How to reduce emissions on paper
A couple of reports have analysed the voluntary pledges that developed countries took at Cancun. They found that Annex 1 countries can meet their pledged targets, which are modest to begin with, without investing in any of the mechanisms that reduce GHGs, like shifting to renewable energy resources.
Thanks to accounting loopholes, the pledged targets can be met, says Sivan Kartha, senior scientist at Stockholm Environment Institute, who compiled one of the studies. One way by which countries could cheat is the fact that emissions from aviation and shipping are excluded from the Protocol, and therefore from developed countries’ emissions accounting. Another loophole is a surplus of Kyoto credits, called Assigned Amount Units (AAUs), from the current commitment period of the Protocol. Under the Protocol, countries could buy and use these credits to offset their own pledged emissions reductions. Each unit is equivalent to a tonne of CO2. “If a second commitment period is added and countries carry forward the surplus AAUs to the second one, there will be similar accounting error,” says Kartha. The scientist points out two other loopholes, double accounting, where two or more organisations or countries claim ownership of emission reductions at the same time; and land use, land-use change and forestry (LULUCF) emissions. Using LULUCF loophole, the Annex 1 countries can choose to list activities that remove carbon from the atmosphere, but at the same time they can choose to ignore land-related activities that actually contribute to GHGs emissions.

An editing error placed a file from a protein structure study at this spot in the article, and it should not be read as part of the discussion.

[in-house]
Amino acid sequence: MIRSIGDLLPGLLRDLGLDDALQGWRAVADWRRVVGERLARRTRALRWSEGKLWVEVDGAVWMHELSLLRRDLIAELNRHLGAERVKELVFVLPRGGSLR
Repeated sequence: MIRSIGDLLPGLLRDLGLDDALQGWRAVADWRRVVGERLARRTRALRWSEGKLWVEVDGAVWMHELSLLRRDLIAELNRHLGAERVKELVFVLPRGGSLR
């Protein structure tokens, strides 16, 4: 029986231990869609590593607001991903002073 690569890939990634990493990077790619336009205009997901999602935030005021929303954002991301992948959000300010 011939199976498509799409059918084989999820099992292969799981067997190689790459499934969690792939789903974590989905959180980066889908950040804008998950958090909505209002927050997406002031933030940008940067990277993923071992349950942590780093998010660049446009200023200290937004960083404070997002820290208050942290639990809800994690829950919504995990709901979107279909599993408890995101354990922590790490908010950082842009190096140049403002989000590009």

“The solution is to close these loopholes but this is very difficult politically,” says Kartha.
Niklas Höhne, director of energy and climate policy at the Dutch energy efficiency consulting company Ecofys, who conducted the second analysis, says, “None of the developed countries scaled up their GHG reduction ambitions, making it easy for them to meet their modest targets.”
The much-touted gigatonne gap, the gap between emission reduction pledges and what is required to contain temperature to 2°C, should be between 4-5 gigatonnes a year (GtCO2/yr), says a study by United Nations Environment Programme. “After adding reduction proposals of countries and considering accounting provisions, expected global emissions leave a gap of 12 gigatonnes a year by 2020,” says Höhne. If countries apply the most stringent measures with strict accounting, the gap would shrink to 8 gigatonnes a year, adds Höhne.
Who’s the hero?
Although China is today’s top GHG emitter, it has improved when it comes to energy efficiency (energy consumer per unit of GDP). “It achieved a 19 per cent improvement in energy efficiency between 2006 and 2010, only one per cent short of its target,” says Höhne.
Martin Khor, executive director of South Centre, a intergovernmental think-tank based in Geneva, says it is clear that the southern countries like China are doing their best to cut
emissions. “It is now up to the developed countries to reciprocate. Someone in the North, like the EU, should take up a leadership role and drive the engine, pulling along other developed countries,” Khor says.